By PETER FUNT
Too often in America we are reactive rather than proactive in addressing the nationâ€™s problems. With each bit of breaking news it seems that calm, considered debate is replaced by a flood of tweets and a wave of emotions.
So it is with the case of Jose Ines Garcia Zarate, the undocumented immigrant acquitted here of murder and involuntary manslaughter in the 2015 shooting death of Kate Steinle.
In fact, the circumstances of Steinleâ€™s death are far too nuanced to meaningfully affect the raging debate on immigration policies â€” from building a wall on the Mexican border, to allowing certain municipalities to operate as so-called sanctuary cities.
Moreover, the furor regarding this case could impact critical matters far removed from Steinleâ€™s killing, most notably the Deferred Action for Childhood Arrivals program known as DACA. Congress faces a deadline to rescue the program that protects children from being deported. There is reason to fear that the verdict in Garcia Zarateâ€™s case might quash a DACA deal.
Sadly, Steinleâ€™s death doesnâ€™t even carry much weight in the debate over gun control. The weapon had been stolen from a car belonging to a federal Bureau of Land Management ranger â€” a crime that was never solved. Garcia Zarate claims he found the gun along the San Francisco waterfront, picked it up and it discharged once, the bullet ricocheting off concrete and then striking Steinle as she walked nearby.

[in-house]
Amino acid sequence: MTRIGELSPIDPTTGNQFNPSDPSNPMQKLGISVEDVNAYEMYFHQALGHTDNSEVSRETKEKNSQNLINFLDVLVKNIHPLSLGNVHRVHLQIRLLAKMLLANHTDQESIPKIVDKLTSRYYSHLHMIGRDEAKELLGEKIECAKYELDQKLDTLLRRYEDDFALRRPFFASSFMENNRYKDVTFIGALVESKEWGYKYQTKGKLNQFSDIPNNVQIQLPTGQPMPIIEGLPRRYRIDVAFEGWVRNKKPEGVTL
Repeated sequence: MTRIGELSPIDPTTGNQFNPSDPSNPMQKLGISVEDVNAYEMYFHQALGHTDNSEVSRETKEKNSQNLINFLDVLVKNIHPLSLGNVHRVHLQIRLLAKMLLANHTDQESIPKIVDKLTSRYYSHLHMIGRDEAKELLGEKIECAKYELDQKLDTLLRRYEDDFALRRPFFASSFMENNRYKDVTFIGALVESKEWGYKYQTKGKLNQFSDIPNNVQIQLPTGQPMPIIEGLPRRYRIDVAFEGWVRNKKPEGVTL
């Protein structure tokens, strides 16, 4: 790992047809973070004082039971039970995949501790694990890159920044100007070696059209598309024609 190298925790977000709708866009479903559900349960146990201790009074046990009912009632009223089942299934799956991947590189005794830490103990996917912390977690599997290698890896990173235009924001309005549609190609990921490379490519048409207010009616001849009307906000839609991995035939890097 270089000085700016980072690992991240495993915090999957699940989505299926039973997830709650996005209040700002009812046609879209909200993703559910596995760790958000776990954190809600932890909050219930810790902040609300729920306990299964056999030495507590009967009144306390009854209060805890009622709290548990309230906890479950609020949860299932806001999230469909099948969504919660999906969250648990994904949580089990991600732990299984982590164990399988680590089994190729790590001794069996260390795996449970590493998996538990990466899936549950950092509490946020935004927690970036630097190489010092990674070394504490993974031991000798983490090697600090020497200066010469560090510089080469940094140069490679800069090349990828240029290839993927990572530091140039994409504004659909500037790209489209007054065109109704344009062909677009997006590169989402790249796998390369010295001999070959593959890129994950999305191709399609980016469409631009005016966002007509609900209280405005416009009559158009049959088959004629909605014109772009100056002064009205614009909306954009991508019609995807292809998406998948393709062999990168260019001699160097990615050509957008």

There is no disputing Garcia Zarate was in the U.S. illegally and his record included a string of nonviolent offenses. At the time of the shooting, he had been released from a San Francisco jail despite a federal request that he be held for his sixth deportation.
Prosecutors made a serious tactical error in seeking a murder conviction in Garcia Zarateâ€™s case, despite the fact there were no witnesses, no hint of a motive and circumstantial evidence that pointed to an accidental shooting more so than a premeditated murder. The jury returned a guilty verdict on the lesser charge of gun possession.
President Donald Trump predictably responded via Twitter that the verdict was a â€śtravesty of justice.â€ť He renewed his call for a border wall â€” relying on emotions more than facts to make his case. White supremacist groups have begun promoting #kateswall in support of Trumpâ€™s pet project.
The facts show federal officials failed to obtain the required warrant that would have kept Garcia Zarate in a San Francisco cell prior to the shooting. Also at fault: the ranger who left his firearm in an unlocked car and prosecutors who overreached in court.
A flawed process? Yes. A tragic death? Indeed. A meaningful reference point in the nationâ€™s overarching immigration policy? No.
Funt is a writer and speaker. His book, â€śCautiously Optimistic,â€ť is available at Amazon.com and CandidCamera.com. His column is distributed through Cagle Cartoons Inc.